10 Easy Ways to be More Present This Weekend

10 Easy Ways to be More Present This Weekend

You know that Monday morning question, “Where did the weekend go?” It’s easy to miss stuff when you spend most of the weekend on autopilot. Research shows that humans spend nearly 47% of their day thinking about something other than what they’re doing. Whoa. We need to find more ways to be present.


If you want to get the most out of your weekend, you need to first practice being where you are. Be present in the moment, engaged in what you’re doing. Luckily, these super simple ways to be more present make it much easier than you might think.


1. Practice mindfulness before you’re even out of bed. We can bring our attention to nearly anything, so why not start the morning out right, practicing mindfulness before you’re even out of bed? Sit on the edge of your bed, feet flat on the floor. Feel each part of your body making contact with a surface. Pay attention to your breath. Notice how your body feels in this moment. See a more detailed description of this easy exercise here.


2. Go outside. Several studies have documented a link between mindfulness and nature. Nature has an incredible way of prompting you to pay attention to the here and now. It has sights and sounds that are too precious to ignore. If a hike or jog isn’t your thing, consider taking your morning cup of coffee to the porch. Play fetch with your dog, or grab a blanket and sit by a campfire. It doesn’t have to be major, just get outside!


3. Do an emotional check-in. I swear by emotional check-ins. I do them all throughout my day, particularly on weekends when time feels slightly more precious. Check out this post for a step-by-step guide on how to do an emotional check-in.


4. Perform a mindless task mindfully. Almost any task can be done mindfully, bringing your attention back to the present moment. Try washing the dishes mindfully. Turn the faucet on slowly. Notice the feel of the soap as it bubbles up. Feel the water splash across your hands. By slowing down, even for a few moments, you’re bringing your attention back to the here and now.


5. Put your phone away. Did you know that the average American checks their phone 46 times a day? It’s hard to be present with your partner when your phone is lighting up next to you. It’s tough to enjoy a movie with your kids when you keep unconsciously checking Facebook. Remember, just having a phone out and visible impacts the quality of connection. So when you decide you’re going to do something, put your phone away and out of sight. It makes a difference.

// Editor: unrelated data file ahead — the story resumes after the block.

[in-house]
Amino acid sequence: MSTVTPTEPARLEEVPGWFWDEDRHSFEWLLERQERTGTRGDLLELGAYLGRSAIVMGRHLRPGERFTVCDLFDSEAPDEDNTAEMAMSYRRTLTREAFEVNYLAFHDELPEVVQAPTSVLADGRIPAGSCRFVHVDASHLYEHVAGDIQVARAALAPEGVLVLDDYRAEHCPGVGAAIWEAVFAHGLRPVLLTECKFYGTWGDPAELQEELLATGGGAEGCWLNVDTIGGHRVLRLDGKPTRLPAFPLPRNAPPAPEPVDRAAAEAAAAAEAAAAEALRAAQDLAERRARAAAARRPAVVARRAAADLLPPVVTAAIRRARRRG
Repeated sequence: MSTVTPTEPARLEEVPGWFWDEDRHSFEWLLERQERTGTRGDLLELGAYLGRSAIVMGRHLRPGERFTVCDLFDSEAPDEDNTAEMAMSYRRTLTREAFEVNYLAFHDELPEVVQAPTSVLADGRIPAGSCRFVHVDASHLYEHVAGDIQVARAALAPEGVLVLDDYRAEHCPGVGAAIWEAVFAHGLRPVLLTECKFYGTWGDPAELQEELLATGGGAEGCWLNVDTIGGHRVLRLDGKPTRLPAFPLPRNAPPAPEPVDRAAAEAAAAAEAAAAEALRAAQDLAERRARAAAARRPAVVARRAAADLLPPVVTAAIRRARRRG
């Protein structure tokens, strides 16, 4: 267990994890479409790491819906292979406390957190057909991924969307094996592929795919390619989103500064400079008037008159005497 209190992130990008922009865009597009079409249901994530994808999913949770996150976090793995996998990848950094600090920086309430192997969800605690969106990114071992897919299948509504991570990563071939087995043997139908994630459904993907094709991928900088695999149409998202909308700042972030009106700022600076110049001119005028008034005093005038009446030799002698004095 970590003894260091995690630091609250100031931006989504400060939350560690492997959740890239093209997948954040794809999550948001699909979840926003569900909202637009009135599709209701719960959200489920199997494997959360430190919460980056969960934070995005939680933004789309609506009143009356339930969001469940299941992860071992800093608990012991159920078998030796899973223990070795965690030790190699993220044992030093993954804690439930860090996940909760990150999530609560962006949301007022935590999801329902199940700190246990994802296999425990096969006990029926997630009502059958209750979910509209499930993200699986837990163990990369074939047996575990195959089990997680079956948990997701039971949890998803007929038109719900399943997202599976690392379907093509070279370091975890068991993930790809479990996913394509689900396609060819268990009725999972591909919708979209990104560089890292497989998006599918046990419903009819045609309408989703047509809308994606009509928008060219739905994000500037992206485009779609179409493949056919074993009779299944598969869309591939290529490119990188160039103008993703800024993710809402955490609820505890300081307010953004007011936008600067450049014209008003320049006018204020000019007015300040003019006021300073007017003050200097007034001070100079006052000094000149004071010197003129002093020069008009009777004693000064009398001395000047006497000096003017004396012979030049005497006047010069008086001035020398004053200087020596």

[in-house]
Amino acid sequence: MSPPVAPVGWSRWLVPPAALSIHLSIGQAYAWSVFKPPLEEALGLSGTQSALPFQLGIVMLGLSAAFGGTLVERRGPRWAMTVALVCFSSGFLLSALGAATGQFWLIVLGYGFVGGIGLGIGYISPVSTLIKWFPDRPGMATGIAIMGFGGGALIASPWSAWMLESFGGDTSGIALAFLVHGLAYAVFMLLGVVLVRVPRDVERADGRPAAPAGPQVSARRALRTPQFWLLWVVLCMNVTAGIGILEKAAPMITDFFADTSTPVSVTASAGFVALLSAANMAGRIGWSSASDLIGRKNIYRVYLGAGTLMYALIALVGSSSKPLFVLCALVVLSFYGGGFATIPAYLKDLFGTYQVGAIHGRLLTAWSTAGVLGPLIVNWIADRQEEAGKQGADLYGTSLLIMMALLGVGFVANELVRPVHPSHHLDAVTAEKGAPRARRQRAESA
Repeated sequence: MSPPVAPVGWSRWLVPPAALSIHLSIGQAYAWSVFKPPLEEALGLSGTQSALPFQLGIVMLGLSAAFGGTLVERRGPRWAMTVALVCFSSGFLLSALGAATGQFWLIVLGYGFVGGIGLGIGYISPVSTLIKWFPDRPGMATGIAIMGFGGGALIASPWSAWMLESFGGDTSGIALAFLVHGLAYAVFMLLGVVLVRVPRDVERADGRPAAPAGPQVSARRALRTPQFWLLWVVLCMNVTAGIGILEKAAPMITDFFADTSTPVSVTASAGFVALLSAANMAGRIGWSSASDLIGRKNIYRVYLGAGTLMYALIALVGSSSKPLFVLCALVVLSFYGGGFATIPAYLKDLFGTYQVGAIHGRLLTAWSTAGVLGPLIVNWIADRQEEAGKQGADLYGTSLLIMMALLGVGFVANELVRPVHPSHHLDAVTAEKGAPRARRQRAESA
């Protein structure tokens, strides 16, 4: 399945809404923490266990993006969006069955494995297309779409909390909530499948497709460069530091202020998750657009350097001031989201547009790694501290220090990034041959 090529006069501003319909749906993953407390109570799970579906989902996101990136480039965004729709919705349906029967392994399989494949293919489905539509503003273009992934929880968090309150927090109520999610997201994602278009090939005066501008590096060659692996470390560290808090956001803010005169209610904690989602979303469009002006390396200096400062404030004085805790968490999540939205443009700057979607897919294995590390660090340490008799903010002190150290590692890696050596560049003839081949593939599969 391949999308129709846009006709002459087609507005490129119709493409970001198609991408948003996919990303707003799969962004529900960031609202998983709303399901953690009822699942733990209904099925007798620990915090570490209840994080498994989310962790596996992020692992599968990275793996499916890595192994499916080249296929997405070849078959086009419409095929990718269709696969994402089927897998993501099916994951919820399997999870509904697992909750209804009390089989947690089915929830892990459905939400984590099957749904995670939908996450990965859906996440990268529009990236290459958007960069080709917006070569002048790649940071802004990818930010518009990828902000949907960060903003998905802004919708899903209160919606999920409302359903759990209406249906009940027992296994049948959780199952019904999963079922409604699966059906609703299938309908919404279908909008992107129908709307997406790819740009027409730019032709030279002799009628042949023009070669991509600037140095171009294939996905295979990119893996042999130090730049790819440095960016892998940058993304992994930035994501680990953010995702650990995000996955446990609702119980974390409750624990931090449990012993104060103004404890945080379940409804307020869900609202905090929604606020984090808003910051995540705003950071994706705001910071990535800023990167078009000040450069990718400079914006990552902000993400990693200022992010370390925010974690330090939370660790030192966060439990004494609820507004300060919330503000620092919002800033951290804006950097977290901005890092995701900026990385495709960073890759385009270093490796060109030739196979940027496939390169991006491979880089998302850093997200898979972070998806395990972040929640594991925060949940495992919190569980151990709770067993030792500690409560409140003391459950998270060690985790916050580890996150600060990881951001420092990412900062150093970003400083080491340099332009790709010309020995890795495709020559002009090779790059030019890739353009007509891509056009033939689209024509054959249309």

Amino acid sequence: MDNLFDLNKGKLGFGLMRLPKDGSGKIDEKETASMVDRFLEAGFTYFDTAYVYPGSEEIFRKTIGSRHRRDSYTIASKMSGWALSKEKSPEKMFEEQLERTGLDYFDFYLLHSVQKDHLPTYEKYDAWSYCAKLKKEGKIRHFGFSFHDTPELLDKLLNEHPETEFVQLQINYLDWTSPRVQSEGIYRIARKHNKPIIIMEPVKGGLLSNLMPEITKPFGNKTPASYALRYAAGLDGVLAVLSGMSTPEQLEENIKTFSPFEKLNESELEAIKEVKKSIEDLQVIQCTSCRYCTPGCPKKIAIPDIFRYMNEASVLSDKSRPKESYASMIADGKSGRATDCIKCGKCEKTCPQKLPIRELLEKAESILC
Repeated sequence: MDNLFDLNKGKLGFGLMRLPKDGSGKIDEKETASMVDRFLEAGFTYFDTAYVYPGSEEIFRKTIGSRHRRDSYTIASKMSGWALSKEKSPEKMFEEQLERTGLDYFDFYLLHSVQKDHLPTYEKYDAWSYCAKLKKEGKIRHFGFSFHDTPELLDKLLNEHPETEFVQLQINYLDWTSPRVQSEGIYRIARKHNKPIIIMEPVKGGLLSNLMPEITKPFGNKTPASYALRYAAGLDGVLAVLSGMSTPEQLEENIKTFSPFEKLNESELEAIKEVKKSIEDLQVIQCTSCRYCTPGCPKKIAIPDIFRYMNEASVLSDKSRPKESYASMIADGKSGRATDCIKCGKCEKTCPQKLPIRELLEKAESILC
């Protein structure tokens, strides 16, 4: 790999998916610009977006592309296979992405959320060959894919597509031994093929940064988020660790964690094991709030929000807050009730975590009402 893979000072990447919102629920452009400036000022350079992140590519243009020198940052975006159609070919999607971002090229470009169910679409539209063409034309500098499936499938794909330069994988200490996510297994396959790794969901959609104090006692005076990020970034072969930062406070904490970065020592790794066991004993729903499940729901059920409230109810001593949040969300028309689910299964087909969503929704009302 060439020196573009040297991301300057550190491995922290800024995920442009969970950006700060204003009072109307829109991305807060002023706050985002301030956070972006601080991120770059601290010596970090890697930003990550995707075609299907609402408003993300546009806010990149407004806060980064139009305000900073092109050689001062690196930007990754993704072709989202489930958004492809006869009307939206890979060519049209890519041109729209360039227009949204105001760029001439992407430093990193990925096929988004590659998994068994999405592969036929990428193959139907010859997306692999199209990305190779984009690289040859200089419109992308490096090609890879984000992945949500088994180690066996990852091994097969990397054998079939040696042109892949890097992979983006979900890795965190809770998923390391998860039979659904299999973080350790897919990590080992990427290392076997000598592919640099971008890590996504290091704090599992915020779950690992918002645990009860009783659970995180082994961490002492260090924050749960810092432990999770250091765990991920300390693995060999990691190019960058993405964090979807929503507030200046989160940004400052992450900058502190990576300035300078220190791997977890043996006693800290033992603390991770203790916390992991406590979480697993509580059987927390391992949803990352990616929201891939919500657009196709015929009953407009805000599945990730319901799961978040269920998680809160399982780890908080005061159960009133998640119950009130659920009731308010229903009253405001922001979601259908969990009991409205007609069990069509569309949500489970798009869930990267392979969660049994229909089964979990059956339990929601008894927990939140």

6. Drink your coffee mindfully. This is one of my favorite mindfulness exercises, particularly on the weekends when I have a little more time. For a fun take on this practice, see this post.


7. Turn off the TV. How often are you doing something with the TV on in the background? You’re washing dishes, but the TV is on. Your kids are playing with the TV on. You’re reading a book with the TV on. This “TV as background noise” habit is terrible, because our attention is continuously drawn back to the screen, away from what we’re doing. If you’re not watching the TV, turn it off.


8. Eat your breakfast without doing anything else. I tried this experiment a while ago, and it was awesome. Try eating your breakfast without music, TV, or social media to keep you company. Let your mind notice and observe what happens when you eat and do nothing else.


9. Snuggle up. These days, houses seem to be getting bigger and sectionals seem to be expanding. You may be in the same room as your loved one, yet you’re miles apart. Try sitting closer and physically connecting. It’s much easier to be present when you have a physical prompt. And of course, snuggling has a ton of benefits on its own.


10. Stop multi-tasking. The long held belief that combining tasks leads to greater efficiency has been debunked. Turns out, multi-tasking isn’t so helpful after all. This weekend, do one thing at a time. Eat. Talk. Cuddle. Finger paint with your kids. Call a friend. Just don’t do them all together. Do one thing at a time, and retrain your brain to solo-task.


Finding ways to be more present isn’t all that hard. It just takes some diligence to put them into action. Remember, practice how you want to feel. So if you want to get the most out of your weekend, practice being present.


Which tip are you going to try this weekend?


PS: If you liked this post, you’ll probaby like this one as well! The Top 10 Myths of Mindfulness.

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